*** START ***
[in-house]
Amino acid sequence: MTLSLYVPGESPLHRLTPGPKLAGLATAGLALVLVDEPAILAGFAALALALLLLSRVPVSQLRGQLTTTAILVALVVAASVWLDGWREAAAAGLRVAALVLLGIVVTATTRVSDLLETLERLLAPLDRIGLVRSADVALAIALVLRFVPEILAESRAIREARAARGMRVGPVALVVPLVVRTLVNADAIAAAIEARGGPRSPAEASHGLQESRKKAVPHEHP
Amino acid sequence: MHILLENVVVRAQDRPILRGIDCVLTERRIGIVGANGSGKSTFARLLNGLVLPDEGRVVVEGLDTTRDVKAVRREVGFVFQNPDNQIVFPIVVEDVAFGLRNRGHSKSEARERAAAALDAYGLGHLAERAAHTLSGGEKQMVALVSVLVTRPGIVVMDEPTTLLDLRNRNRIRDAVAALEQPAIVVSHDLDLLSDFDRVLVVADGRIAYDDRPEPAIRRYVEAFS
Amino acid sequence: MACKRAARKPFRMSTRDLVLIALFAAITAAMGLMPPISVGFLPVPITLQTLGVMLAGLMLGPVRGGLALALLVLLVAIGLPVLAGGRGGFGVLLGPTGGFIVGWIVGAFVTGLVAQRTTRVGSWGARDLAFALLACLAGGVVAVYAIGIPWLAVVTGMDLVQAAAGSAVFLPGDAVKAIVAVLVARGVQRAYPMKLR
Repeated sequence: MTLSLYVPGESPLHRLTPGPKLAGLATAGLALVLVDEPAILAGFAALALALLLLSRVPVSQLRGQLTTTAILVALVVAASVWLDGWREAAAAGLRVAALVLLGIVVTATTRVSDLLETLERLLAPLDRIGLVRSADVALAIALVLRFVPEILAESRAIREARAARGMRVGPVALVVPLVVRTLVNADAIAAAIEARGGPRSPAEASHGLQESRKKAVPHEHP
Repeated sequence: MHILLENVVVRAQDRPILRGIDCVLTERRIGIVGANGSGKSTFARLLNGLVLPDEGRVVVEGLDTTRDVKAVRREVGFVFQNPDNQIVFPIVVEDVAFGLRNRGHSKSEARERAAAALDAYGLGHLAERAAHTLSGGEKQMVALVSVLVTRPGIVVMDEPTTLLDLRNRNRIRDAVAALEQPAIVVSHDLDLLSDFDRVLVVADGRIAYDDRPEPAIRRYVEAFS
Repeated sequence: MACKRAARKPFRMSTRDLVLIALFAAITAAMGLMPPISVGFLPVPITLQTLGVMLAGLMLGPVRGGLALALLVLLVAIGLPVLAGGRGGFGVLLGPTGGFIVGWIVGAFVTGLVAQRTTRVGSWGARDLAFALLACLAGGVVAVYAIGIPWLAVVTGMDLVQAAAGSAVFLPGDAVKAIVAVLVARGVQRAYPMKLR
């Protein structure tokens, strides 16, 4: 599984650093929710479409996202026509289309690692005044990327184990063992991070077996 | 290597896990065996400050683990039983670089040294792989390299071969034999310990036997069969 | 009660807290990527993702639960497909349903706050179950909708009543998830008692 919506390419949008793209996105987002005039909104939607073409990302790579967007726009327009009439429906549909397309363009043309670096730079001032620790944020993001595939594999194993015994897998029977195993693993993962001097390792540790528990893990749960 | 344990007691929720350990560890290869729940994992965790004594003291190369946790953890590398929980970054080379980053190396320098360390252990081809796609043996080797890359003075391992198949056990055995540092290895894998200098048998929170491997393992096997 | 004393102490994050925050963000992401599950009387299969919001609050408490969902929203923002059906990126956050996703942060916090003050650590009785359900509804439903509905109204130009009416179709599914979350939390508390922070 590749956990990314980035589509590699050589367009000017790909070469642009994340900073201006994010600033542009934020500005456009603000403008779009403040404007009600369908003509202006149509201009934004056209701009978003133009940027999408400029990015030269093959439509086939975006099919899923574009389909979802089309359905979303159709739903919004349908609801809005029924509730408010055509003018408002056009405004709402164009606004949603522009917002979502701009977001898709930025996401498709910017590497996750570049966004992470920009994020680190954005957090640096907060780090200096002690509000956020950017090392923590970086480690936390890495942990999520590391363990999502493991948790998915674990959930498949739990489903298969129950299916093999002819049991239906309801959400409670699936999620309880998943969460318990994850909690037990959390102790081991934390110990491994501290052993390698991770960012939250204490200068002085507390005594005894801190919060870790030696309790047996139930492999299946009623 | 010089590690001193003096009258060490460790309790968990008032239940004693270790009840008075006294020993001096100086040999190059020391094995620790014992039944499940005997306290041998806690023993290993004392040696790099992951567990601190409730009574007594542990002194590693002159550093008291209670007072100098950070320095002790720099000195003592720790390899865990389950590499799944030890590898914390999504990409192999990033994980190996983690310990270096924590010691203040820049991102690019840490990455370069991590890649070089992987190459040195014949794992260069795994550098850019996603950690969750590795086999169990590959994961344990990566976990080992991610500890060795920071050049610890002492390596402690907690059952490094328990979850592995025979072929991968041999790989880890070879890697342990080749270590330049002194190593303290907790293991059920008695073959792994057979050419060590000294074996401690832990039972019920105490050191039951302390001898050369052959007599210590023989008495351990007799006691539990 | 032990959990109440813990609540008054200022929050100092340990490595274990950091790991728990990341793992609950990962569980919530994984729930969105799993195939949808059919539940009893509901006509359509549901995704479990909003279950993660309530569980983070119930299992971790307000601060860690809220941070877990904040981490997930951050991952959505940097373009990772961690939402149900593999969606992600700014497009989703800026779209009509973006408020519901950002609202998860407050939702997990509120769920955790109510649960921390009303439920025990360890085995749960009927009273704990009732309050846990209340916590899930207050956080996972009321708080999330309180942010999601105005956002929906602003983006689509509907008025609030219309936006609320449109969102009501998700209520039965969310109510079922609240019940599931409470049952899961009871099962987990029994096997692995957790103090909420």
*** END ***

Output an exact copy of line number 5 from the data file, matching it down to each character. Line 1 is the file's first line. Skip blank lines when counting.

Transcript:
Repeated sequence: MTLSLYVPGESPLHRLTPGPKLAGLATAGLALVLVDEPAILAGFAALALALLLLSRVPVSQLRGQLTTTAILVALVVAASVWLDGWREAAAAGLRVAALVLLGIVVTATTRVSDLLETLERLLAPLDRIGLVRSADVALAIALVLRFVPEILAESRAIREARAARGMRVGPVALVVPLVVRTLVNADAIAAAIEARGGPRSPAEASHGLQESRKKAVPHEHP